What's Bugging You? Mexican bean beetle

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COMMON NAME: Mexican bean beetle

SCIENTIFIC NAME: Epilachna varivestis

Adults - These small (1/4 to 1/3 inch), roundish beetles look very much like their "good-guy" cousins, the ladybugs. The bean beetle is pale-yellow to copper-brown and will have 16 black spots on the wing covers, arranged in three rows. The ladybug will often have varying numbers of spots and more markings on the thorax (the small area between the wing covers and the head). The Mexican bean beetle will not have thoracic markings.

Pupae - The pupae will look like a slightly-rounded larvae with all the "spines" pushed down to one end. Larvae - The larvae are elongated-oval in shape, 1/3 to 1/2 inch in length and yellow-orange in color. They are covered with numerous black tipped, branched spines.

Eggs - The longish yellow eggs are laid in clusters (usually 30 - 50) on the underside of a leaf on the host plant.

LIFE CYCLE: The adults overwinter in weeds or plant litter. In spring they emerge and feed on foliage for a couple of weeks before laying eggs on the host plants. The eggs hatch in 1 - 2 weeks and the larvae feed voraciously and grow to their full size. When fully mature, they attach their back end to a leaf and pupate. In 7 - 10 days the new adult will emerge and gradually darken and develop the tell-tale spots on its back. There can be 3 or 4 generations of this pest per year in the warmer parts of the country.

HOST PLANTS: All kinds of beans, cowpeas, and reportedly even squash.

TIME OF YEAR: Late spring to late fall (approx. April to Oct.). My personal experience is to have the most problems with them in July, August, and September.

WHAT TO LOOK FOR: If you walk out to your garden one morning and find that your bean plants have turned into vegetative "lace" you can be pretty certain that the Mexican bean beetle is at work. The adults and larvae eat away the leaf, leaving only the veins. Looking closely, especially on the underside of the leaves, you can easily see egg clusters, larvae, pupae and adult beetles.

PROBLEMS AND DAMAGE: A severe infestation of this pest can totally defoliate your entire crop in a day or two. What plants that don't die will probably be weakened, produce a reduced crop, and be more susceptible to other pests and disease. In addition to skeletonizing the foliage, the beetles will feed on the stems and pods too.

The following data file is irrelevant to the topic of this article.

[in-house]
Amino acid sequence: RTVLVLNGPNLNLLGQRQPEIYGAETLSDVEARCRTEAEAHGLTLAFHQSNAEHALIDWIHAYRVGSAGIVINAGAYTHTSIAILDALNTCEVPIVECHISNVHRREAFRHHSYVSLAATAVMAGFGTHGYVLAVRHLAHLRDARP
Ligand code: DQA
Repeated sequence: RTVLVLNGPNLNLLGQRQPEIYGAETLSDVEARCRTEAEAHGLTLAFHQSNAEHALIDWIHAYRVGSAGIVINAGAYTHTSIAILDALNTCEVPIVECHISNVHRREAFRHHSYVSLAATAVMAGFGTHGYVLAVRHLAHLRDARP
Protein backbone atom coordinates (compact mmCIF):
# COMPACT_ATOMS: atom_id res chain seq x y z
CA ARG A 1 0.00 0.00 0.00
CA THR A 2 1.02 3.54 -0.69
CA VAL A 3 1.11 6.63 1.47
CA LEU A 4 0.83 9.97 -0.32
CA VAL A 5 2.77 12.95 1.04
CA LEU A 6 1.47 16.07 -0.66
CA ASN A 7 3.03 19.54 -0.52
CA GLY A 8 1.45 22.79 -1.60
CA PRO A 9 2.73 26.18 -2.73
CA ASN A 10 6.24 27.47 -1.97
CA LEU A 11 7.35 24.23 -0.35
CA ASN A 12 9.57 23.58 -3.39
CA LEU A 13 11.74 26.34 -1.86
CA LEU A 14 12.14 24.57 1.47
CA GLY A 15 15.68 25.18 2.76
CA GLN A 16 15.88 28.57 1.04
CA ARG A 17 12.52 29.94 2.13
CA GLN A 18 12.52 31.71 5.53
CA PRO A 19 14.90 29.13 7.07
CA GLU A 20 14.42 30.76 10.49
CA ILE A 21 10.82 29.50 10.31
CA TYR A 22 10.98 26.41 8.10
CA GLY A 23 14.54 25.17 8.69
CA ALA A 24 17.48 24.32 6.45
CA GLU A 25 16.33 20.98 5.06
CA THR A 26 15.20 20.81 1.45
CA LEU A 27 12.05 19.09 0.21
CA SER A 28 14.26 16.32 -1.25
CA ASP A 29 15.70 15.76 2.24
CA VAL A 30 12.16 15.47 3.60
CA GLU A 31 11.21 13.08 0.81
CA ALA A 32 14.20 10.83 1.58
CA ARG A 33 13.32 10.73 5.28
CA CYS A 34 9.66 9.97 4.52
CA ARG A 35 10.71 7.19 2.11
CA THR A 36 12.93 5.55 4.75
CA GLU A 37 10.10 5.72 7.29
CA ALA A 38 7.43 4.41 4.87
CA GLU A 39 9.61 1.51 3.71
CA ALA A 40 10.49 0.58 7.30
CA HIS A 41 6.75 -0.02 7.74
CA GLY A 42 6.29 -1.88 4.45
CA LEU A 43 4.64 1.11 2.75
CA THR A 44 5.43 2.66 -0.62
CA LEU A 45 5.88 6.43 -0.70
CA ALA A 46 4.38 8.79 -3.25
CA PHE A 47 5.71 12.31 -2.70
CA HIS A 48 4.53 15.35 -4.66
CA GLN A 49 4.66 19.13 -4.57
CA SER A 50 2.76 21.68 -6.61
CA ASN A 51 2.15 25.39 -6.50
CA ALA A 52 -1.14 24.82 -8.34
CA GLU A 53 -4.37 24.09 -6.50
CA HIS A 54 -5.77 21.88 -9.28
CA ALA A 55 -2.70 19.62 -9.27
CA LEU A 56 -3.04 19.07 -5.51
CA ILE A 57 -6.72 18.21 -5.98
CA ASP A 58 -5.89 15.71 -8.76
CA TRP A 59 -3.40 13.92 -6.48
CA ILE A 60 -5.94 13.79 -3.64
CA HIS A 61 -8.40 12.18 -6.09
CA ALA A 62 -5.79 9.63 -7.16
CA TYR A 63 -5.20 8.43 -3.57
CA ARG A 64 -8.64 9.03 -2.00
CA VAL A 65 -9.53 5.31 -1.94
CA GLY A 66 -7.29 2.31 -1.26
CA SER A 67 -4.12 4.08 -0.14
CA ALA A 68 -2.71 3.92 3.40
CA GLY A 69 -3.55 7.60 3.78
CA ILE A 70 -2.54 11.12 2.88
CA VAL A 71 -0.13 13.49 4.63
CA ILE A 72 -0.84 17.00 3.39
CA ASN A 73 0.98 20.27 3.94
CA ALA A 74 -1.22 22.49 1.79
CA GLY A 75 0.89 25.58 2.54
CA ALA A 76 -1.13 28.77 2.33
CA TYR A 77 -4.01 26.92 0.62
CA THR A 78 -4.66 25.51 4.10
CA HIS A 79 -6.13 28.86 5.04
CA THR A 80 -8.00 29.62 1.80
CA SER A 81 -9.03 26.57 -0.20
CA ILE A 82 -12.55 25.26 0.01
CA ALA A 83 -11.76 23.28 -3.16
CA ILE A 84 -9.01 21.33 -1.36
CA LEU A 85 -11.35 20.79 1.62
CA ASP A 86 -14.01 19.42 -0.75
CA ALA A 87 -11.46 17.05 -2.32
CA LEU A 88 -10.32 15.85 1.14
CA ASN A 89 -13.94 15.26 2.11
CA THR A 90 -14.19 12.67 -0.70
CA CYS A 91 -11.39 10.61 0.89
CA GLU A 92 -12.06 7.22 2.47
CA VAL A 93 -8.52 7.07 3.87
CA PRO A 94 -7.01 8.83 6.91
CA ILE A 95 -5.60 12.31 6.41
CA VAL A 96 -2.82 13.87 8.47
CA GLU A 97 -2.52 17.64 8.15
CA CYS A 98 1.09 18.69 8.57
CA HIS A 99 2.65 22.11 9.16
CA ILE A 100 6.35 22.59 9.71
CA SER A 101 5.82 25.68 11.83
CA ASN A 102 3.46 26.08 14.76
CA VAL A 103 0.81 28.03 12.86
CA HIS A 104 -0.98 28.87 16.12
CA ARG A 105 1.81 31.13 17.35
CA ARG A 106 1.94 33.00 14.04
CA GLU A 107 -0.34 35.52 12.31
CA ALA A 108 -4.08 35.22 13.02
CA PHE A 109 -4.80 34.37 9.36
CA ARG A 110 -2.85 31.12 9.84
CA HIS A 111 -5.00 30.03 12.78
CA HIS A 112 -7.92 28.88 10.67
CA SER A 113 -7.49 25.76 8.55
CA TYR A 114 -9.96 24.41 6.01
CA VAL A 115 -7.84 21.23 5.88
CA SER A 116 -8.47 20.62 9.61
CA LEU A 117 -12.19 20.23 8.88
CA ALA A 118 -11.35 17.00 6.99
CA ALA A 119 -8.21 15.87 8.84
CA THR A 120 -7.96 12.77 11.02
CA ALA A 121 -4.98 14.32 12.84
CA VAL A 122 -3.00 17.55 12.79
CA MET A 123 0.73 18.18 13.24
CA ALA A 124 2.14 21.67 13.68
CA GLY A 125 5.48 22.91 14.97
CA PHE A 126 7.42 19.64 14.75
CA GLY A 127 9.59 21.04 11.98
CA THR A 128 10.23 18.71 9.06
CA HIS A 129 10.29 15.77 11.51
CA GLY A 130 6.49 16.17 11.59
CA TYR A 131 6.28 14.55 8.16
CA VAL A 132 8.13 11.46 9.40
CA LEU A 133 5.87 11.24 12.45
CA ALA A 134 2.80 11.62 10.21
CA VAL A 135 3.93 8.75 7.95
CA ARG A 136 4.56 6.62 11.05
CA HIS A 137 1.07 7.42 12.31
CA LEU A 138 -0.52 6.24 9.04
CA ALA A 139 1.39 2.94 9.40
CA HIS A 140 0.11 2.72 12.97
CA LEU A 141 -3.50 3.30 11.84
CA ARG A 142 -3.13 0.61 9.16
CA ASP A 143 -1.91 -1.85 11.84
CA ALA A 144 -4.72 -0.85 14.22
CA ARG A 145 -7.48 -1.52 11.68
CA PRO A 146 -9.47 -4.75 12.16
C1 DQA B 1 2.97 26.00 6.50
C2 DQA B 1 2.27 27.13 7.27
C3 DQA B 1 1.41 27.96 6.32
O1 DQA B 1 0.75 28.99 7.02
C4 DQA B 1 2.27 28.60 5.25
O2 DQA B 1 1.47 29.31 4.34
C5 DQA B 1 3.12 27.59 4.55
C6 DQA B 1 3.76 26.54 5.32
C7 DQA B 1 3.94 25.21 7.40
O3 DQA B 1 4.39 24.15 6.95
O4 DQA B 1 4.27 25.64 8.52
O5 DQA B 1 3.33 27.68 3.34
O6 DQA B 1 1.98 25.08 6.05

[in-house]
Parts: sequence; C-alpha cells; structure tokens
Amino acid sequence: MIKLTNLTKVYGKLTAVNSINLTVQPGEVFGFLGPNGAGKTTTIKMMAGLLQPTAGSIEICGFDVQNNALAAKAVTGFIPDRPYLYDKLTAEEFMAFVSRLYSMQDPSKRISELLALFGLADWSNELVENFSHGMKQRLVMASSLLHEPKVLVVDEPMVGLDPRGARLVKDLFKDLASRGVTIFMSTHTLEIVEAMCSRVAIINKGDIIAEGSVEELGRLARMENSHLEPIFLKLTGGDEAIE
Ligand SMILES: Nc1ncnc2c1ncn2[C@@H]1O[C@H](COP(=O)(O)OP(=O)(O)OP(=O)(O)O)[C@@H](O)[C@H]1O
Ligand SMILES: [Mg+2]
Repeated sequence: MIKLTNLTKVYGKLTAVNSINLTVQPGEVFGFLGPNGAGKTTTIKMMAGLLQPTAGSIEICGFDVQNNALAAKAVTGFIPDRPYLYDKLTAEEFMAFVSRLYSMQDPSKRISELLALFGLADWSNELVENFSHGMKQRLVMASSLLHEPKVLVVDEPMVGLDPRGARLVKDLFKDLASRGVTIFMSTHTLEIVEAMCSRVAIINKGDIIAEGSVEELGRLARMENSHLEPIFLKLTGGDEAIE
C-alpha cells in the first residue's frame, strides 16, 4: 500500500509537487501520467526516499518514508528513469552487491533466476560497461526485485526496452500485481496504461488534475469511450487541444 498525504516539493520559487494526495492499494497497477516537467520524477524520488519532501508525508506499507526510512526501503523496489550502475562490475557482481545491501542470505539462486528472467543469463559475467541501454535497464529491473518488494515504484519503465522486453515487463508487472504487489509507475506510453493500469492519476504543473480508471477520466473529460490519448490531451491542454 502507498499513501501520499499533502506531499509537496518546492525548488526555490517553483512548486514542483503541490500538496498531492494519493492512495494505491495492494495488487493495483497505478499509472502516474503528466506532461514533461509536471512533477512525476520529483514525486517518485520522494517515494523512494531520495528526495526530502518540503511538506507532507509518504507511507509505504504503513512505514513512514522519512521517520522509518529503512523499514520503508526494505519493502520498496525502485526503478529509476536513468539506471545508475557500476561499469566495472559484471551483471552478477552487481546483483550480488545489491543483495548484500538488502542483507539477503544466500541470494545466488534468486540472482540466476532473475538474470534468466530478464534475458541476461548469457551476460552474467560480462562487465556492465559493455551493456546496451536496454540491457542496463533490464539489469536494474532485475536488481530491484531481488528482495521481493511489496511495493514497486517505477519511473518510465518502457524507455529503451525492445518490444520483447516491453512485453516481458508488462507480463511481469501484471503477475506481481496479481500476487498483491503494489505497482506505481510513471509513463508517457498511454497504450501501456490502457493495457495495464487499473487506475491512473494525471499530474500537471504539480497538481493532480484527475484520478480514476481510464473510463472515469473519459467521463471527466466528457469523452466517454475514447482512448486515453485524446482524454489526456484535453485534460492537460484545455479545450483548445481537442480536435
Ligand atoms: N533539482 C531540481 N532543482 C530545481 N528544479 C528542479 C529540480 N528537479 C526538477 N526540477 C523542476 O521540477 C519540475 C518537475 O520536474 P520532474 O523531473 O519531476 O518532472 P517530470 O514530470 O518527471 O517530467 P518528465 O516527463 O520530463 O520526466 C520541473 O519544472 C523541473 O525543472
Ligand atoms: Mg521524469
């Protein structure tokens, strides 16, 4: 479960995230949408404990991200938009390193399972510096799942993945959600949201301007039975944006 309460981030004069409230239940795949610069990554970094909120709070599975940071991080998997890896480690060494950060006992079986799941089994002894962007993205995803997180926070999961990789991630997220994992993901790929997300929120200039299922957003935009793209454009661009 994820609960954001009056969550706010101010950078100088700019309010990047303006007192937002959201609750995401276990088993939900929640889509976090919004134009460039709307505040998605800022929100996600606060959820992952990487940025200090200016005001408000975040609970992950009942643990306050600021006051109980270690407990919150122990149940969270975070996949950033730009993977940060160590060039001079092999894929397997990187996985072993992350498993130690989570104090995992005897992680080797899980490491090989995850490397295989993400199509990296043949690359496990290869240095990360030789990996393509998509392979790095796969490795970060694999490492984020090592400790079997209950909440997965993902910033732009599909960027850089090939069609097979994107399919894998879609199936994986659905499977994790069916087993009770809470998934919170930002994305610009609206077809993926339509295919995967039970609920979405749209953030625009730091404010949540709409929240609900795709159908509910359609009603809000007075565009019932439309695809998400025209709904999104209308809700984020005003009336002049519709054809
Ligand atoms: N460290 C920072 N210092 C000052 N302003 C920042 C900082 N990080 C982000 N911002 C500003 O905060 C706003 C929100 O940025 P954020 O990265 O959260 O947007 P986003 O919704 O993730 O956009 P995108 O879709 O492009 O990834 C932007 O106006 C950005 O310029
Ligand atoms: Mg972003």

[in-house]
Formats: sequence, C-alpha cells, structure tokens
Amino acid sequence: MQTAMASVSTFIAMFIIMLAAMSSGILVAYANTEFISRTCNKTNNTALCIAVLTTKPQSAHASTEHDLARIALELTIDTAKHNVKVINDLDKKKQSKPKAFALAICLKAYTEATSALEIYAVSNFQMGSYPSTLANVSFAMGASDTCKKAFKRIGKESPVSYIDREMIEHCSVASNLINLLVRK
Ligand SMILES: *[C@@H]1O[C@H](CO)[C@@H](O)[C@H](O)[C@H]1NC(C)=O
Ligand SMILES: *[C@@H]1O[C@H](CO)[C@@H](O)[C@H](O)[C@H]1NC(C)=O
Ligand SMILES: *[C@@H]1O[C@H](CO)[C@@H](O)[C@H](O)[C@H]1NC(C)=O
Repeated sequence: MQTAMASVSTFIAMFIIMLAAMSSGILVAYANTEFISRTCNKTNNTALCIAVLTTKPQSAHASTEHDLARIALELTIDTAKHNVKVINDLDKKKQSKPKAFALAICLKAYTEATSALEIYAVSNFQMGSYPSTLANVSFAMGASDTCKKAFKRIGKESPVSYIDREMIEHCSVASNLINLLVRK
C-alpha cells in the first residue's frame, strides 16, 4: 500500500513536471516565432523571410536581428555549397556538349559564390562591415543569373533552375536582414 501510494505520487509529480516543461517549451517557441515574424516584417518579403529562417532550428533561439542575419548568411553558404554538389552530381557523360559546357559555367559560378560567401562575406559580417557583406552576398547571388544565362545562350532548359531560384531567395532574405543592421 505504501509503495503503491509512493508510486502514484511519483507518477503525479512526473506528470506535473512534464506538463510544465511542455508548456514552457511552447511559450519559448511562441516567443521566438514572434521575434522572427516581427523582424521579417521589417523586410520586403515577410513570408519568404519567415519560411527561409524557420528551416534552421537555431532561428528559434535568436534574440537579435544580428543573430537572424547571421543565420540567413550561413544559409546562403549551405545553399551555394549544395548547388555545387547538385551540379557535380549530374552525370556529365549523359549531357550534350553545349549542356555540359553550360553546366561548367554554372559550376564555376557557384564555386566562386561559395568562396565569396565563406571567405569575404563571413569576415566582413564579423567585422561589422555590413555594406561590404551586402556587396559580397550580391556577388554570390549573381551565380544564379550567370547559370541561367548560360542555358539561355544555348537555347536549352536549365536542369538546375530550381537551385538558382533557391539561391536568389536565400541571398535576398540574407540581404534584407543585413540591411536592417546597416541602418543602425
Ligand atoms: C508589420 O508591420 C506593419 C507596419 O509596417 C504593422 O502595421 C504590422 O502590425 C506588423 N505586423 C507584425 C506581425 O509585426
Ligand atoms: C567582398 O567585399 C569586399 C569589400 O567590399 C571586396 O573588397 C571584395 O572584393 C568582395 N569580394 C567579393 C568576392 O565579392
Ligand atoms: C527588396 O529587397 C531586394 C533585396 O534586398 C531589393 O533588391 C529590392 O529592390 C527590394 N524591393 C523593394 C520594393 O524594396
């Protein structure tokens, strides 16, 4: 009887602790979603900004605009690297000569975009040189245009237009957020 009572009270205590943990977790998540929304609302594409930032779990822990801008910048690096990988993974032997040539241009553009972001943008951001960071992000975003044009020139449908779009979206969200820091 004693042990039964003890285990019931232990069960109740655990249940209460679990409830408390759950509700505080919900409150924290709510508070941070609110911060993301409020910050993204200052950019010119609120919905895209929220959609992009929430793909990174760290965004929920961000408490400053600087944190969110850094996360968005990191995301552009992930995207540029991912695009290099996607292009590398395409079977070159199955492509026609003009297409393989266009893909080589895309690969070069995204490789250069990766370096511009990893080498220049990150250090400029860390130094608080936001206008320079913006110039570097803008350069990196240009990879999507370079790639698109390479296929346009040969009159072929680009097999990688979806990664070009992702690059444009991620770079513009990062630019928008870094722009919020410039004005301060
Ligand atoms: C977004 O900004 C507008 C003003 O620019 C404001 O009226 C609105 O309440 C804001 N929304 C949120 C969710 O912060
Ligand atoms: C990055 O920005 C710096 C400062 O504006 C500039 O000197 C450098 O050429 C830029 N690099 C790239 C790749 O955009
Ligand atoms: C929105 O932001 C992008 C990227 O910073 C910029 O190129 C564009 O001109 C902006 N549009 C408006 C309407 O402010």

CULTURAL CONTROLS: Practice crop rotation (3-5 year cycles) and plant resistant varieties when available. Clean up garden debris to destroy overwintering habitat. Immediately compost the debris or put it into sealed plastic bags and let it "cook" in the sun for a week or so to destroy any remaining pests. Use "timed planting", early crops tend to avoid the main outbreaks of the beetle. If damage is noted, remove the leaf or carefully cut away the damaged area. This way, if you notice more damage later, you will know that you still have the pest present rather than thinking that it is the same damage from before. Plant several smaller blocks of beans in varying locations rather than one large planting. The beetle may get to one or more areas but other areas might escape.

COMPANION PLANTING AND REPELLENTS: Interplant your beans with potatoes, garlic, savory, or nasturtiums. Not only does the potato repel the Mexican bean beetle, but the beans return the favor by repelling the Colorado potato bug. Other reported repellents include strong smelling marigolds, rosemary, and petunias. A repellent spray can be made by steeping cedar chips in hot water.

TRAP PLANTS: Bean beetles seem to be particularly fond of lima beans. A small planting of these, away from your other legumes, can possibly draw the pest away from your main crop and also act as an "early warning system".

MECHANICAL CONTROLS: Early in the season cover your plants with an agricultural fleece (Remay, etc.), fine netting, or cheesecloth to exclude the pest and keep it from laying eggs in your garden. Remove the covering when the temperature gets too high or for pollination. Handpicking of the adults, pupae, and larvae is very effective. Drop them into a container of water topped with a layer of kerosene or oil. Squash any egg clusters you find.

NATURAL CONTROLS: Put a birdbath in your garden and invite all your neighborhood feathered friends to dine. Bean beetles are also favorite prey for various assassin bugs, spined soldier beetles, and ladybugs. They can be parasitized by a commercially available wasp, Pediobius foveolatus.

BIOLOGICAL INSECTICIDES: These are not totally harmless, but used correctly, they can be easier on the environment than some other methods. Use pyrethrum at the first sign of the pest and spray weekly thereafter. As a last resort, you can use rotenone. Be sure to apply the pesticide to the undersides of the leaves and the interiors of the bushes. Spray in the evening, when the honeybees are not around, and follow directions carefully.

CHEMICAL CONTROLS: Call your County Extension Agent for current recommendations. Check at your favorite garden supply store or nursery to see what they have available. Remember to check the label to make sure that the Mexican bean beetle is a listed target pest, and FOLLOW THE DIRECTIONS EXACTLY! When it comes to pesticides, more is NOT better! Wear protective clothing, watch out for non-target plants, pets, children, and other living things. Wash your skin and clothing after application and take care not to get the substance into your eyes, mouth, or breathing passages.

T.J. Martin
July, 1990